His scheme for carrying a navigable water-road over the Irwell upon a viaduct thirty-nine feet above the surface of the river, was received with the same hoot of incredulity as Stephenson's proposal to form a line of railway across Chat Moss. The practical men of the day spoke of it as a "castle in the air,' and the duke, who was considered as mad as Brindley, could not even get his bill discounted for 500l. But he had full confidence in his engineer. He cut down his personal expenses to 4001. a year, that he might be enabled to provide the requisite capital to carry on the works; and Brindley, at the same time that he laid for his employer the foundations of one of the most princely fortunes in England, initiated a series of national works which exercised a most important influence upon its industrial progress.
The success of the Duke's canal was so decided, that numerous similar schemes were projected, and a canal mania set in, of which the railway mania of subsequent times was but a counterpart. The remainder of Brindley's life was employed in excavating his great arterial lines, by means of which an internal water-communication was opened up between the Thames, the Humber, the Severn, and the Mersey. The ports of London, Hull, Bristol, and Liverpool, were thus united by canals passing through the richest and most industrial districts of England. Brindley's conceptions were of the boldest kind. He carried his canals over rivers, across valleys, and along formidable viaducts; and he hewed out long tunnels for them through hills where locks were impracticable. It was said of him, when cutting the Grand Trunk Canal in 1767, ‘Brindley handles rocks as easily as you would plum pies; yet he is as plain a looking man as one of the boors of the Peak.
At an early period of his career, whilst the belief in the superiority of foreign engineering still prevailed, some of Brindley's friends urged him to go to France for the purpose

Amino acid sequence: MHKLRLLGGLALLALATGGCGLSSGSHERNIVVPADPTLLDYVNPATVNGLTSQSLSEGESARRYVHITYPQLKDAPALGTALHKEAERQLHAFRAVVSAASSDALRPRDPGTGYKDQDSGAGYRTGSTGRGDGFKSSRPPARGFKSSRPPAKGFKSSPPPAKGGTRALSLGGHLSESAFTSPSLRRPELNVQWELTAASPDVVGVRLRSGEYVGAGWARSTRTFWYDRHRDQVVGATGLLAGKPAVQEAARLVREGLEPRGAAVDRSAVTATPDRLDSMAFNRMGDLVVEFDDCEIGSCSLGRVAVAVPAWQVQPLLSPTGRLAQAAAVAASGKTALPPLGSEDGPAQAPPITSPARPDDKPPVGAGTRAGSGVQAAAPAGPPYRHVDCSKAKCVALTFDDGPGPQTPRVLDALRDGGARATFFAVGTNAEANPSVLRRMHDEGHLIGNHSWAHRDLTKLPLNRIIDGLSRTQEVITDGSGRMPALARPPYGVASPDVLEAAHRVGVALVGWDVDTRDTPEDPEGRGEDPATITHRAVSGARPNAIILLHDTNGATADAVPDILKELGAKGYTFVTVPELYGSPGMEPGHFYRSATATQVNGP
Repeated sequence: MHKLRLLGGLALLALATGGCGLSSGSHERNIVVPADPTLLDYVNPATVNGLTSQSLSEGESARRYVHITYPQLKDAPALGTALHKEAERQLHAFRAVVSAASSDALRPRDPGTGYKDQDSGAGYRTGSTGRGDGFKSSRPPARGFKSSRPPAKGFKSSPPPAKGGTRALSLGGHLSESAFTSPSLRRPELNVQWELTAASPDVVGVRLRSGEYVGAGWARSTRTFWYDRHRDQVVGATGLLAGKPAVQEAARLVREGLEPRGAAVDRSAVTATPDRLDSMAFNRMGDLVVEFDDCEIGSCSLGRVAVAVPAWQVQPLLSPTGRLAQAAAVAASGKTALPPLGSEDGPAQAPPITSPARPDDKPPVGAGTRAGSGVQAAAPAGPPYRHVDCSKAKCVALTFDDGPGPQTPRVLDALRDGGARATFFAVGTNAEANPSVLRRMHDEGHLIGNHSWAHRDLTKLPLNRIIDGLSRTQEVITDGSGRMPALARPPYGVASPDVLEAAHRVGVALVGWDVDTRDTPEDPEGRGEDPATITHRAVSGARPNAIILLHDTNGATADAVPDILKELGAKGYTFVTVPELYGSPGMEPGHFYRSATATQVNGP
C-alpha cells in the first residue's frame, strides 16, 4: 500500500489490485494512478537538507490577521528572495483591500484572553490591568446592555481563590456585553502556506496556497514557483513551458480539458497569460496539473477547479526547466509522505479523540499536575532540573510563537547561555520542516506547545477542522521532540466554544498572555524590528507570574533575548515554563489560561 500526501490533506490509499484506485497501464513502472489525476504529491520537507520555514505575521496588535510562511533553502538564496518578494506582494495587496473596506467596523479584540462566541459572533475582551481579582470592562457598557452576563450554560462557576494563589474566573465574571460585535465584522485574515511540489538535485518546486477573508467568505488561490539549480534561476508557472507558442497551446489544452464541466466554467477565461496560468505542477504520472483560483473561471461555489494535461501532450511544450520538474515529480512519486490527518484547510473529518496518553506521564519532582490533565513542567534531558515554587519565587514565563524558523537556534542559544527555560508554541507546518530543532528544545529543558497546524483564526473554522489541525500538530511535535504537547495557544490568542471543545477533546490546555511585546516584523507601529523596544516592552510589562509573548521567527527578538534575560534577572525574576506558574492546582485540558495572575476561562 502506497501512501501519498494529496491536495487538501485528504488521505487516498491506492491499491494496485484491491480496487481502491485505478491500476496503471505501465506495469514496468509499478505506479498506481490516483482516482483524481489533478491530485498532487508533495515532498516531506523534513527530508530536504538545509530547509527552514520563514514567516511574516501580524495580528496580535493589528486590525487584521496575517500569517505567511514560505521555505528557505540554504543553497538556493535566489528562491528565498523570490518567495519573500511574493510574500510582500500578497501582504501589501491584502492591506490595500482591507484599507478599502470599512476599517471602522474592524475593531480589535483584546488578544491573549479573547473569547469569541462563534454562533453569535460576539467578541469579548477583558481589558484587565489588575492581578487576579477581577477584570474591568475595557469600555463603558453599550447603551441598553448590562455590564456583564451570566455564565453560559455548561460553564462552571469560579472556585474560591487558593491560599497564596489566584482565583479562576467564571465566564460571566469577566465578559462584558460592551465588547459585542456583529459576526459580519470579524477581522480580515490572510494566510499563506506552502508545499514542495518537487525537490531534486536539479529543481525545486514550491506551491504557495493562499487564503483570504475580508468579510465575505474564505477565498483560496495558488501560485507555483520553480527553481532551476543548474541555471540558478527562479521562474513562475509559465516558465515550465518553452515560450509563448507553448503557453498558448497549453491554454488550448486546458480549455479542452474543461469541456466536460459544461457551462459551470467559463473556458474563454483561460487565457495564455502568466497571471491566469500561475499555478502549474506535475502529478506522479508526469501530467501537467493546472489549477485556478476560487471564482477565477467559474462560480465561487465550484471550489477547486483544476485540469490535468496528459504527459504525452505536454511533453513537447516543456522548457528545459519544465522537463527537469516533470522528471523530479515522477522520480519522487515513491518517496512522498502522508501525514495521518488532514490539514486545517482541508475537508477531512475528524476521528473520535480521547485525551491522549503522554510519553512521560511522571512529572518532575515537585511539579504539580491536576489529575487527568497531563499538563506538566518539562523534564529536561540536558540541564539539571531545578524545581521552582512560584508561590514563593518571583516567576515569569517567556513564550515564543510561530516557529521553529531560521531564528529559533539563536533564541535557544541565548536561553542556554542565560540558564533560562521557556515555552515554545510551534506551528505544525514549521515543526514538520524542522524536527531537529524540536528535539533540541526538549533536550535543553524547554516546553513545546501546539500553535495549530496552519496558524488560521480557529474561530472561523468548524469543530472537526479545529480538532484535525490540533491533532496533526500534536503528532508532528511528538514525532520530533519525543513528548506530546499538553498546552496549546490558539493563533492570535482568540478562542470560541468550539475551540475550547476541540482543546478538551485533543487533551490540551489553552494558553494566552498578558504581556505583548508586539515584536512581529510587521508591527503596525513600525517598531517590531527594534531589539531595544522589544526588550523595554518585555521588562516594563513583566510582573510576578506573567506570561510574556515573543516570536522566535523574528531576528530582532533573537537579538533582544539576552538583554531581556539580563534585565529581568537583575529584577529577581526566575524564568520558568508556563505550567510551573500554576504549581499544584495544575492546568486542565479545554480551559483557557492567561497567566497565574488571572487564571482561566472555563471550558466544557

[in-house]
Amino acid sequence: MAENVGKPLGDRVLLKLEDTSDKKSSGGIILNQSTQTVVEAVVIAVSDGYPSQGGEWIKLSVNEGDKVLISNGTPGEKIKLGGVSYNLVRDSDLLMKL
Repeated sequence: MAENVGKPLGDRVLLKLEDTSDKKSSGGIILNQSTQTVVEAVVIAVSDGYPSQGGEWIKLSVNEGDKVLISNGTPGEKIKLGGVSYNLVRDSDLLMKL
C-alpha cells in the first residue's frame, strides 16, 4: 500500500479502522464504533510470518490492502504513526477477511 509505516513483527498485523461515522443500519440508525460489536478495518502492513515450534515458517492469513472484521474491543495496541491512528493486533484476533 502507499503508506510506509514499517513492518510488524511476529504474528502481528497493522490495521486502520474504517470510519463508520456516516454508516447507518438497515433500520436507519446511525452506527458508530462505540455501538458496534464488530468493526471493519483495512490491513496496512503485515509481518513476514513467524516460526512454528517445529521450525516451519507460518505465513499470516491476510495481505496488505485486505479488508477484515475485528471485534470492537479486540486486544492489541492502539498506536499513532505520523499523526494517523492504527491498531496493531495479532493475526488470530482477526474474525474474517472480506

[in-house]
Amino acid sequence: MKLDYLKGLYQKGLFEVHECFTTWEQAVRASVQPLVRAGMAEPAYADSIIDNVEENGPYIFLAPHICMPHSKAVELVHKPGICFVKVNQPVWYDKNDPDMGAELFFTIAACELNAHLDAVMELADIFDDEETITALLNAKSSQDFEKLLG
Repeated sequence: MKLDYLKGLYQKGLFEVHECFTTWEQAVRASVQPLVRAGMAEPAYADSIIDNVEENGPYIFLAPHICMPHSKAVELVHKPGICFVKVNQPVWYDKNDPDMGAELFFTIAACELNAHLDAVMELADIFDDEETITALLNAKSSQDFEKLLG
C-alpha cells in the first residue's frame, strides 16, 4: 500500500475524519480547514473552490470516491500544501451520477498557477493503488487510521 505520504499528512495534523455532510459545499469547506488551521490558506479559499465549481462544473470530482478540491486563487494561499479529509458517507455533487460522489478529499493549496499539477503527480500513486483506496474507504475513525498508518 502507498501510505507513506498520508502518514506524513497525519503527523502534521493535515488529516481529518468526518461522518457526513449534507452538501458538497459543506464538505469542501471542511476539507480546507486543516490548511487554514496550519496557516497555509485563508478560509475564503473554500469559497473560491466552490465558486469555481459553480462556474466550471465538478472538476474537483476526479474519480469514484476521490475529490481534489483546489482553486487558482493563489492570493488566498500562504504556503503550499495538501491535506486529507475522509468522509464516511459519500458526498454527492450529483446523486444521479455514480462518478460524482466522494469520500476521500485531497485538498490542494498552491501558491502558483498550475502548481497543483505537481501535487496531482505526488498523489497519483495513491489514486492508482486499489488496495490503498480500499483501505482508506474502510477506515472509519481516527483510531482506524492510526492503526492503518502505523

of visiting the Great Canal of Languedoc. “No, no,' was his reply, ‘I will have no journies to other countries, unless for the purpose of being employed to surpass all that has already been done. Although he himself did not live to repay the debt which his country owed to continental nations for the engineering skill with which they assisted us in former times, his successors have discharged it with interest. English pumping-engines have drained the lake of Haarlem ; English bridges have been erected over the Danube at Pesth, over the Yssel in Holland, and over the Isere in Savoy; English engineers supplied the dock gates for Sebastopol ; the principal towns and cities of the continent are lit by gas manufactured by English machinery;
English steamboats ply in every sea and navigable river of the continent; and English locomotives run upon railways designed and constructed by English engineers in almost every country in Europe.
Brindley and Smeaton were followed by a number of able engineers in rapid succession. From a cattle and corn farm England, by the end of last century, had also become a magazine of trade and commerce. Then the engine invented by James Watt, and first brought into operation about the year 1773, shortly rendered this country a great workshop of steam-power. From a land of bridle-tracks it had advanced to one of wheel-roads and navigable canals. Time had become more precious, and to economize time new high-roads and bridges, superior to all which had preceded them, were constructed by Telford, whose suspension-bridge over the Menai Straits was regarded as a world's wonder. Shipping crowded the English ports, and docks now became necessary. The London Docks, by Rennie, completed in 1805, was the first great work of this kind ; and was succeeded by others constructed by Telford, Walker, and Palmer. Several noble bridges were thrown across the Thames to facilitate the communication between the two sides of the river. The Waterloo Bridge, characterized by Dupin as “a colossal monument worthy of Sesostris and the Cæsars the Southwark Bridge, and the New London Bridge--all by Rennie---were built within a period of twenty years, at an expenditure of about four millions sterling.
Engineers had now acquired importance as a profession; and as the number of those who followed it increased, and the demand for their services extended, they gradually formed themselves into an association. Mr. Palmer brought together a few young men who were the nucleus of the Institution of Civil Engineers. This Society struggled on for several years, and when Mr. Telford accepted the office of President in 1818, it entered upon a career of distinguished usefulness and prosperity. It was incorporated by Royal Charter in 1828.
English engineering had now arrived at the commencement of its grandest era. Trade, commerce, and manufactures had rapidly expanded in all directions, and the public requirements had outgrown the accommodation provided by turnpike-roads and canals. Raw cotton lay upon the canal wharves at Liverpool, and manufactured cotton upon those at Manchester, for weeks together, while operatives and mills were standing idle for want of the material to work up. As at Balaclava, the few miles of inland transport were more difficult to overcome than the thousands of miles of ocean. The contrivance of the railway